Happy Fourth of July. Between strong jobs growth in June, rising consumer confidence and a record-high stock market, there’s much to celebrate in the economy. So fire up the grill, watch the fireworks and enjoy the long holiday weekend. — Charlotte Cowles
What’s Up? (June 27-July 3)
June Jobs Rally
According to the most recent jobs report, hiring increased by 850,000 in June. It was the strongest gain in ten months and an encouraging sign that the labour market’s recovery is gaining traction after a sluggish start to the year. Consumer confidence is also at an all-time high since the pandemic began, and stocks finished the first half of the year at all-time highs. According to the Congressional Budget Office, the economy is on track to recoup all of the jobs lost during the pandemic by the middle of next year.
Turning Up the Heat
The Trump Organization has been accused of running a 15-year scheme to help its executives avoid taxes by compensating them with off-the-books perks. Allen H. Weisselberg, former President Donald J. Trump’s long-serving and devoted chief financial officer, is charged with 15 felonies, including grand larceny and tax fraud. Mr. Trump was not named in the charges, but they could have a financial impact on him and lay the groundwork for additional investigations into his business dealings.
The stock-trading application As it prepares for its highly anticipated initial public offering, Robinhood, which has built a massive (and notoriously unpredictable) customer base of amateur traders, revealed financial details for the first time. Its filings showed skyrocketing revenue last year, followed by significant losses in the first quarter of 2021 as it dealt with the meme stock frenzy. As part of its mission to make stocks more accessible to the general public, Robinhood intends to allow its customers to purchase shares in its initial public offering at the listing price prior to public trading — a benefit typically reserved for private investors. In addition, the company agreed to pay a $70 million fine (the largest ever imposed by the Financial Industry Regulatory Authority) for misleading its customers about how it made money from their trades and harming their bottom line with service outages.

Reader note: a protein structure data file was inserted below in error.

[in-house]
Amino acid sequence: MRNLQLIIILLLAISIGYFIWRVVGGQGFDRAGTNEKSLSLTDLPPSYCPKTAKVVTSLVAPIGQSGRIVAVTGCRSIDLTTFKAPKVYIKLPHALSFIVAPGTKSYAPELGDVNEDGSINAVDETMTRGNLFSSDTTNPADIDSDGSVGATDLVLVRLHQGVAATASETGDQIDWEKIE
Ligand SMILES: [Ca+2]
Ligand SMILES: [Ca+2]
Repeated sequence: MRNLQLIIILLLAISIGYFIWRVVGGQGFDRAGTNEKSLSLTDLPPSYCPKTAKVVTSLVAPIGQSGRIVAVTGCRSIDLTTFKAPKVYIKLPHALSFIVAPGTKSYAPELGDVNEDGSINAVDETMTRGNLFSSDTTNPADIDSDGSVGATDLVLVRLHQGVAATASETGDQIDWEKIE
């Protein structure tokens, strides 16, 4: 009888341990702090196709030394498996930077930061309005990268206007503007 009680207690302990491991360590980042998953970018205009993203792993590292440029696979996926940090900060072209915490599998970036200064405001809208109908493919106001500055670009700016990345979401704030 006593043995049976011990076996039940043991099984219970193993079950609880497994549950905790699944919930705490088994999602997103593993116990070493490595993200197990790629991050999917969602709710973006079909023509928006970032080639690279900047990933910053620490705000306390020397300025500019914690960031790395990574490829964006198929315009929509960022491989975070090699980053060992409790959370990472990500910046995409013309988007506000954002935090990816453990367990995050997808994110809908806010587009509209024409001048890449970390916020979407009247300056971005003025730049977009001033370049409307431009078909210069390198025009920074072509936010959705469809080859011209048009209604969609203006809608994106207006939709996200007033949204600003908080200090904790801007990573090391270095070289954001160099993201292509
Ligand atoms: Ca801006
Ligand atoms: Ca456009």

What’s Next? (July 4-10)
Amazon has requested that the new chair of the Federal Trade Commission, Lina Khan, recuse herself from any antitrust investigations into the company, claiming unfair bias. Ms. Khan has long been a critic of the e-commerce giant’s business practises, as evidenced by her scholarly writings. Amazon is currently the subject of an F.T.C. investigation as well as state attorney general investigations. Amazon claims that if Ms. Khan is involved in those proceedings, it will violate federal ethics rules as well as the company’s right to due process.
Last week, a judge dismissed the United States government’s lawsuit against Facebook, an embarrassing setback for federal regulators’ efforts to break up the social media platform. The judge’s reasoning: Regulators failed to demonstrate that Facebook has a monopoly in the social networking market. However, he left the door open for the Federal Trade Commission to resubmit its lawsuit in the next 30 days, presumably after strengthening its case.
Fight for 15
Global taxation is not an exciting topic, but it has proven to be far more popular than anyone anticipated. Last week, 130 countries and jurisdictions agreed to a 15% minimum corporate tax rate. The agreement is notable (and surprising) because it includes China, Russia, and India — large economies that are typically wary of tax crackdowns that may drive away businesses. The agreement, which was originally proposed by the United States, would also require technology behemoths such as Amazon and Facebook to pay taxes in countries where their goods or services are sold, even if they have no physical presence there. In the coming week, ministers from the Group of 20 major economies will work out more details of the agreement.
As companies abandon leases and embrace remote work, nearly 19 percent of all office space in Manhattan is vacant — the highest level on record. Hertz has emerged from bankruptcy just in time to take advantage of a thriving rental car market and a resurgent travel industry. And, as of this week, Jeff Bezos will be formally replaced as CEO of Amazon by his deputy, Andy Jassy.